Neuroglyph´s last blog post ..Wizards Watch- Of Podcasts &amp Unearthed Arcana

4 anarkeith September 3, 2010 at 1:57 pm

Recently two of my players, who also run their own 4e campaigns, complained to me about skill challenges. In both cases they felt like “dolphins doing tricks for fish” or that skill challenges “destroyed the sense of immersion” when they were asked as players to craft more of the narrative.

I’ve challenged the players in both of my groups to narrate their skill usage, even to the point of inventing story elements to make it work. Some of them relish this. Others, as is evidenced above, do not.

I think there’s a lot of work yet to be done with skill challenges. I’d love to see more examples that I can use as templates for writing my own. A big part of writing a good challenge seems to be creating the details that you can reveal to your explorer-type players when they ask, while leaving the framework open enough to accept details your storyteller-type players provide.
anarkeith´s last blog post ..Tips for Good Player-DM Communication

5 QuackTape September 3, 2010 at 2:23 pm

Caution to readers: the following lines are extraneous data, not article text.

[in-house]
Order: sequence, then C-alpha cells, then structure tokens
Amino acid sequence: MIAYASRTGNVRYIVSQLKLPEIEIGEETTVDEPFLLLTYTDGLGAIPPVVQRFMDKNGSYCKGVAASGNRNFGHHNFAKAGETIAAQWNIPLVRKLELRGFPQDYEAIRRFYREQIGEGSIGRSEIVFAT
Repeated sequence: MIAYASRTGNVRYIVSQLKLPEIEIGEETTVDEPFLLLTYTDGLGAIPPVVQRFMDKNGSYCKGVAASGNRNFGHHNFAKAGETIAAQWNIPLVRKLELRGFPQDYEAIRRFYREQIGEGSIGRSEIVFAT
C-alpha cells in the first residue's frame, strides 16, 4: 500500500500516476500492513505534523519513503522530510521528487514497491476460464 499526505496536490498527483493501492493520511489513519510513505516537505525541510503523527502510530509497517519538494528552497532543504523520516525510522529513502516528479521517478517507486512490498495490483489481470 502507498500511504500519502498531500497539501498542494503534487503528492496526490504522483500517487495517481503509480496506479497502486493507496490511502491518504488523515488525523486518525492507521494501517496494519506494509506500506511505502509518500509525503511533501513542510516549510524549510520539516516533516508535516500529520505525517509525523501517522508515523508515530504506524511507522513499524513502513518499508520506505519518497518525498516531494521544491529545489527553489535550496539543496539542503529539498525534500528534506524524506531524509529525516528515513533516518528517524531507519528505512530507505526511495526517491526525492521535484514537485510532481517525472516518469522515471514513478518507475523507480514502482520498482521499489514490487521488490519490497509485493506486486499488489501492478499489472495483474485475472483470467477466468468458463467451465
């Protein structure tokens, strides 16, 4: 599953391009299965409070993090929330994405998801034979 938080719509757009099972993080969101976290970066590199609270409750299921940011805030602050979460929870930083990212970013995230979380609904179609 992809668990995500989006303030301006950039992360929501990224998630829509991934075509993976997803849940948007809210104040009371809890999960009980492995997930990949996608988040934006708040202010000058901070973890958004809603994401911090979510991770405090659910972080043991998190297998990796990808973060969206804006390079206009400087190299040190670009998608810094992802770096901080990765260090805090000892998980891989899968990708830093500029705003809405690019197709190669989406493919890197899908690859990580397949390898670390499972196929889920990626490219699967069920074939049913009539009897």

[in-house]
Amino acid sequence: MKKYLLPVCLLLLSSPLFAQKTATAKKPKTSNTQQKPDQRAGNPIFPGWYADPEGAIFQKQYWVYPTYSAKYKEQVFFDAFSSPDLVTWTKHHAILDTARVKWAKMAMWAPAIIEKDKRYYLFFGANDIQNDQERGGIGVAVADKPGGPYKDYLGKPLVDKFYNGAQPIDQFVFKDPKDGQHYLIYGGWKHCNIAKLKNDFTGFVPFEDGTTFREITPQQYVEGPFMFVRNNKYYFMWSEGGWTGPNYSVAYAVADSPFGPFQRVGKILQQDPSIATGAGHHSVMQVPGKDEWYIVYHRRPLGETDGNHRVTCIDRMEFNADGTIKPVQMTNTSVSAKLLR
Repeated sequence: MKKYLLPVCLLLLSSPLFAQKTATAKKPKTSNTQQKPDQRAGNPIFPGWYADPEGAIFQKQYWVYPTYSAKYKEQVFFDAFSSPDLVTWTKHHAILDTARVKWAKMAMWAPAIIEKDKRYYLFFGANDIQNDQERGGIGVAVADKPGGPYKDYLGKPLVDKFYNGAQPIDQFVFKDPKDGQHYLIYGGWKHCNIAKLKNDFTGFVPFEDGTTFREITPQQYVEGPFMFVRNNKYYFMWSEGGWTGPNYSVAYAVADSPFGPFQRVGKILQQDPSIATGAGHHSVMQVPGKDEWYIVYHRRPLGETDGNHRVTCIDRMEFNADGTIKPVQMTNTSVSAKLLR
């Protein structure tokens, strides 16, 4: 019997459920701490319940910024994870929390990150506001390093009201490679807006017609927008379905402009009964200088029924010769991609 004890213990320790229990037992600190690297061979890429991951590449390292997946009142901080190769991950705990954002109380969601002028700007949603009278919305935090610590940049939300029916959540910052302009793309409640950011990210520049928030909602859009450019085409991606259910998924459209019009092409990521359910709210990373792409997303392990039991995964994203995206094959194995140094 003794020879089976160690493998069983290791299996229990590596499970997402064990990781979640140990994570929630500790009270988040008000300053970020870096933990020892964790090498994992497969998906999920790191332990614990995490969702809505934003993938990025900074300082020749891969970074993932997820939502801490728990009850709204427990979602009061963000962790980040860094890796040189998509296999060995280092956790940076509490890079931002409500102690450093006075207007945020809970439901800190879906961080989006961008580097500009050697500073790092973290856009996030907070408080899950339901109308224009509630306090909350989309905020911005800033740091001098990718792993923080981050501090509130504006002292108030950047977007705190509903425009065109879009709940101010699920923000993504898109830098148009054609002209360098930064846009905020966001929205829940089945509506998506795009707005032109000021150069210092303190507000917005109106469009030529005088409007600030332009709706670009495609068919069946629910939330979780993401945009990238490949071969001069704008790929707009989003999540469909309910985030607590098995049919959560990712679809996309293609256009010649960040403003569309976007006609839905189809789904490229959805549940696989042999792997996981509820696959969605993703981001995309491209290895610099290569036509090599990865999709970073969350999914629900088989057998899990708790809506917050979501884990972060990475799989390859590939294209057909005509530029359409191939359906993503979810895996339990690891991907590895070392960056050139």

I really enjoy skill challenges and, like Neuroglyph, use them on the fly nearly every session to help deal with diplomacy challenges or other random avenues that I didn’t anticipate the PCs taking.

My most successful skill challenge by far though was a skill challenge with combat in it. The basic premise was that the PCs were stuck in a small church surrounded by hordes of the undead (I know, quite original). In order to stop the plague of zombies, the PCs prayed at an alter to gain a unique super-charged turn undead. PCs without Religion though helped by barricading the three entrances to the room. I rolled each round to have the horde “damage” the barricades (removing a success from the specific barricade successes) and if a barricade broke, the undead (minions) poured in and had to be dealt with. Each undead in the room added to the Religion check difficulty so fighting them off was essential to keep generating successes on the turn undead portion of the challenge. When the divine spell finally went off, the players cheered in victory.

6 Lord Matteus September 3, 2010 at 4:19 pm

First, I want to thank the writers at this site for taking skill challenges so seriously. Indeed, your numerous posts focusing on the various skills available have been very useful to expand what was presented in the 4e PHB 1.

I have been DMing for about 20 years, but 4e is still new for me and I am trying to get a handle on the skill challenge. Soon I will be DMing a Dark Sun campaign with my old group (together again after a 3 year hiatus) and I want to ensure a good game while incorporating skill challenges. My problem right now is keeping them fresh and exciting. I look forward to reading your ideas and further content. Keep up the good work!

7 rednightmare September 3, 2010 at 4:31 pm

Up until now I have had mixed results. Some went great, I had to adjust on the fly to make them fit.